Jotun paint was used for the exterior surfaces while Flotex floors and G James windows are also fitted. Ayres Composite Panels provided work on the ceilings.

The vessel’s emergency equipment includes Survitec gear, a Systems Advantage firefighting system, an RFD liferaft, and a lifeboat from Barefoot Inflatable Boats.

Maggie Cat has already begun operational sailings with SeaLink, providing fast transport services for residents and tourists visiting North Queensland alongside Coolgaree Cat.

Photo: SeaLink



CREWEXPRESS STCW REST HOURS SOFTWARE - Paris and Tokyo MoU have announced that they will jointly launch a new Concentrated Inspection Campaign (CIC) on Standards of Training, Certification and Watchkeeping for Seafarers (STCW) from 1st September 2022 to 30th November 2022


Disney Cruise Line is heading to Australia and New Zealand for the first time in fall 2023.

According to an announcement made at the D23 Expo, the company is debuting in the region with the Disney Wonder.

Starting on October 28, 2023, the 1999-built vessel is set to offer 32 two- to six-night cruises in the region, sailing from four different homeports.

With the biggest number of departures, Sydney will welcome the Wonder for 12 cruises through February 2024.

The port of Melbourne follows closely with ten scheduled departures in November, January and February.

Brisbane and Auckland will also see homeport operations, with several cruises departing from both ports in November and December.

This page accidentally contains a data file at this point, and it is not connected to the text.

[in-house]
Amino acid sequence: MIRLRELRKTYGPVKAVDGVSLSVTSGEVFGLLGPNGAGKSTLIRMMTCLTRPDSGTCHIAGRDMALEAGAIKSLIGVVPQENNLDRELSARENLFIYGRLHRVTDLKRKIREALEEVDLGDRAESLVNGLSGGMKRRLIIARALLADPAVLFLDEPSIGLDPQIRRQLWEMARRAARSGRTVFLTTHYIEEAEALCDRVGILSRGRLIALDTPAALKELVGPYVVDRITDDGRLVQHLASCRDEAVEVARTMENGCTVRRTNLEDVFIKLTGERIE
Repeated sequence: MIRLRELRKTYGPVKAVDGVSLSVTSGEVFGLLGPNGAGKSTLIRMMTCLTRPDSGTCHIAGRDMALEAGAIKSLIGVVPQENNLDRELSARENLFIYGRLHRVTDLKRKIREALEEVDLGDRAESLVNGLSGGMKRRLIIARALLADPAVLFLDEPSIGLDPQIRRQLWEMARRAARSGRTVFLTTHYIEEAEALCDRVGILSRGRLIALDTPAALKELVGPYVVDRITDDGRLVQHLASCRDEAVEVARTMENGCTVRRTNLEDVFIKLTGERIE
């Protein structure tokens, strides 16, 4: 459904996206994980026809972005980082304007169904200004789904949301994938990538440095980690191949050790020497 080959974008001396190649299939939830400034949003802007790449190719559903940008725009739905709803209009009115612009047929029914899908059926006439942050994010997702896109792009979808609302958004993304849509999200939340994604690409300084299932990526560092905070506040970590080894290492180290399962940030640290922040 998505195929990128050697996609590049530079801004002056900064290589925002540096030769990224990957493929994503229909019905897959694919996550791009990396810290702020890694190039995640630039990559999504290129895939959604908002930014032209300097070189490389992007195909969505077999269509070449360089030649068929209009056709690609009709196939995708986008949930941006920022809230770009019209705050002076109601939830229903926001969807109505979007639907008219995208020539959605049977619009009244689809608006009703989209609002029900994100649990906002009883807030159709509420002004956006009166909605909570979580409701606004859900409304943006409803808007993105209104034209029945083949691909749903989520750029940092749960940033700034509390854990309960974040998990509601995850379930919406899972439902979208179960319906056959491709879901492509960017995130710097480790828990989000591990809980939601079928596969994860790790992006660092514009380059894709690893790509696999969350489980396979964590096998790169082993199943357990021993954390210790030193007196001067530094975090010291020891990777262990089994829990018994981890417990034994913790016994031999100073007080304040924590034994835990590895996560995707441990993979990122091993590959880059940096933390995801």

Bookings for the Australia and New Zealand itineraries are set to open on September 26, 2022.

As part of the new deployment, the Disney Wonder is also offering positioning cruises that visit Hawaii and the South Pacific.

After completing a summer program in Alaska, the 1,750-guest vessel will sail from Vancouver on a ten-night voyage to Honolulu.

Departing in early October 2023, the itinerary features calls to Hilo, Nawiliwili and Kahului before arriving at its final destination in Hawaii.

Continuing its way to Sydney, the Wonder offers a 13-night cruise South Pacific cruise that sails to American Samoa, Fiji and New Caledonia.

Additional transpacific cruises are available in early 2024, when the ship is set to return to North America.

Previously announced plans for Disney’s fall 2023 season also include a new homeport in the United States.

Starting on November 20, the Disney Dream is debuting in Fort Lauderdale for a series of four- and five-night cruises to the Bahamas and the Caribbean.

Sailing from San Diego, the Disney Magic will return to the West Coast during the period, while the Disney Fantasy and the Disney Wish continue to sail from Port Canaveral.



CREWEXPRESS STCW REST HOURS SOFTWARE - Paris and Tokyo MoU have announced that they will jointly launch a new Concentrated Inspection Campaign (CIC) on Standards of Training, Certification and Watchkeeping for Seafarers (STCW) from 1st September 2022 to 30th November 2022


Australia is set to have a glimpse of what to expect under the Australia–UK–US submarine partnership (AUKUS) after the United Kingdom announced a joint training program on the newly commissioned HMS Anson. She was delivered to the Royal Navy at the end of August and promoted as the “most advanced submarine ever built.”